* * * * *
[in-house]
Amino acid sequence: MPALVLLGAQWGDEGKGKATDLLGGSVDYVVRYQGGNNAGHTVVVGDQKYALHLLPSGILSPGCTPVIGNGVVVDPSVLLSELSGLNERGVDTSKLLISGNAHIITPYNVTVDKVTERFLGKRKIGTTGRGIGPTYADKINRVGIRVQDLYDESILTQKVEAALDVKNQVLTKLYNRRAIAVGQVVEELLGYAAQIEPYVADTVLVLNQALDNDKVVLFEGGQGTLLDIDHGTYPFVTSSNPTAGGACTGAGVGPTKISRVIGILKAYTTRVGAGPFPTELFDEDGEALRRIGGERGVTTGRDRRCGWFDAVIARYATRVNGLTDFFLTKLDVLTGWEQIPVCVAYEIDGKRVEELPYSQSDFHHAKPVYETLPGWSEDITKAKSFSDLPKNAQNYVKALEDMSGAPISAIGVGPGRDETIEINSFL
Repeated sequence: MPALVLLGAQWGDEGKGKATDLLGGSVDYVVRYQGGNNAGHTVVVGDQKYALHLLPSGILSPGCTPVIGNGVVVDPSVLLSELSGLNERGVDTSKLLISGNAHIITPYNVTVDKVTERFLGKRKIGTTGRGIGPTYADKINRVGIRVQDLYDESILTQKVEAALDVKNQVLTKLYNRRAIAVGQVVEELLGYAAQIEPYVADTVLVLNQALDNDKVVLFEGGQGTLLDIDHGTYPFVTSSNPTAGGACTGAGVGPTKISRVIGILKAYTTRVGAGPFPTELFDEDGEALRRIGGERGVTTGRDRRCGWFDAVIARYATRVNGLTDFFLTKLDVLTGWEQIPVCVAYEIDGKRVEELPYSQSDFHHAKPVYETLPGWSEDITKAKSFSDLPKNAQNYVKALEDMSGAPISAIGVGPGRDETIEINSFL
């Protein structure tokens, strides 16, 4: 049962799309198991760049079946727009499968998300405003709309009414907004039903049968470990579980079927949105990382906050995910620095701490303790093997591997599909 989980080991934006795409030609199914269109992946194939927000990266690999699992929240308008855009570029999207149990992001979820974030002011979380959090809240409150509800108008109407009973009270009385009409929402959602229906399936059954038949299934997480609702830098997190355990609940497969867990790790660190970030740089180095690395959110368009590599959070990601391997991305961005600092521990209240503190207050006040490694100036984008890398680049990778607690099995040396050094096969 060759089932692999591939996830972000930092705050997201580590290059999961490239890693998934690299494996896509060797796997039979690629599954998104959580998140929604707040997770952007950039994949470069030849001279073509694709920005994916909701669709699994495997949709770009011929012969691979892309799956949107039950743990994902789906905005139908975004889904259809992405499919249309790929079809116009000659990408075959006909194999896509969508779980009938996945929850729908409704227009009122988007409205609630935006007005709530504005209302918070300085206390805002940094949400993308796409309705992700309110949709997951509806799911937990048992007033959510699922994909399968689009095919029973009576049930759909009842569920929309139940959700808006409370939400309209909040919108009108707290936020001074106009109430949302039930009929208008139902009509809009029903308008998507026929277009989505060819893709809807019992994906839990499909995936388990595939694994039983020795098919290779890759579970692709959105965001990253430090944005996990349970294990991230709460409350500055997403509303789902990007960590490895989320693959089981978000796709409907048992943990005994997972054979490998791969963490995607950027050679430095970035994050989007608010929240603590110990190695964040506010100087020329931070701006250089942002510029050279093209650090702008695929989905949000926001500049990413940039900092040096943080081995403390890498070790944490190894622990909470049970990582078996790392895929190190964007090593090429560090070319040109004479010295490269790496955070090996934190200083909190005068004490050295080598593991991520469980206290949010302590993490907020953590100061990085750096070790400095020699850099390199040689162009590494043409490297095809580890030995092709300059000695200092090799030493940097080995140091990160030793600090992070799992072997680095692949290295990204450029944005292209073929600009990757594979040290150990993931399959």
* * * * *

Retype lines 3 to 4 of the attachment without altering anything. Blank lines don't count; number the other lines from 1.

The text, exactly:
Repeated sequence: MPALVLLGAQWGDEGKGKATDLLGGSVDYVVRYQGGNNAGHTVVVGDQKYALHLLPSGILSPGCTPVIGNGVVVDPSVLLSELSGLNERGVDTSKLLISGNAHIITPYNVTVDKVTERFLGKRKIGTTGRGIGPTYADKINRVGIRVQDLYDESILTQKVEAALDVKNQVLTKLYNRRAIAVGQVVEELLGYAAQIEPYVADTVLVLNQALDNDKVVLFEGGQGTLLDIDHGTYPFVTSSNPTAGGACTGAGVGPTKISRVIGILKAYTTRVGAGPFPTELFDEDGEALRRIGGERGVTTGRDRRCGWFDAVIARYATRVNGLTDFFLTKLDVLTGWEQIPVCVAYEIDGKRVEELPYSQSDFHHAKPVYETLPGWSEDITKAKSFSDLPKNAQNYVKALEDMSGAPISAIGVGPGRDETIEINSFL
């Protein structure tokens, strides 16, 4: 049962799309198991760049079946727009499968998300405003709309009414907004039903049968470990579980079927949105990382906050995910620095701490303790093997591997599909 989980080991934006795409030609199914269109992946194939927000990266690999699992929240308008855009570029999207149990992001979820974030002011979380959090809240409150509800108008109407009973009270009385009409929402959602229906399936059954038949299934997480609702830098997190355990609940497969867990790790660190970030740089180095690395959110368009590599959070990601391997991305961005600092521990209240503190207050006040490694100036984008890398680049990778607690099995040396050094096969 060759089932692999591939996830972000930092705050997201580590290059999961490239890693998934690299494996896509060797796997039979690629599954998104959580998140929604707040997770952007950039994949470069030849001279073509694709920005994916909701669709699994495997949709770009011929012969691979892309799956949107039950743990994902789906905005139908975004889904259809992405499919249309790929079809116009000659990408075959006909194999896509969508779980009938996945929850729908409704227009009122988007409205609630935006007005709530504005209302918070300085206390805002940094949400993308796409309705992700309110949709997951509806799911937990048992007033959510699922994909399968689009095919029973009576049930759909009842569920929309139940959700808006409370939400309209909040919108009108707290936020001074106009109430949302039930009929208008139902009509809009029903308008998507026929277009989505060819893709809807019992994906839990499909995936388990595939694994039983020795098919290779890759579970692709959105965001990253430090944005996990349970294990991230709460409350500055997403509303789902990007960590490895989320693959089981978000796709409907048992943990005994997972054979490998791969963490995607950027050679430095970035994050989007608010929240603590110990190695964040506010100087020329931070701006250089942002510029050279093209650090702008695929989905949000926001500049990413940039900092040096943080081995403390890498070790944490190894622990909470049970990582078996790392895929190190964007090593090429560090070319040109004479010295490269790496955070090996934190200083909190005068004490050295080598593991991520469980206290949010302590993490907020953590100061990085750096070790400095020699850099390199040689162009590494043409490297095809580890030995092709300059000695200092090799030493940097080995140091990160030793600090992070799992072997680095692949290295990204450029944005292209073929600009990757594979040290150990993931399959």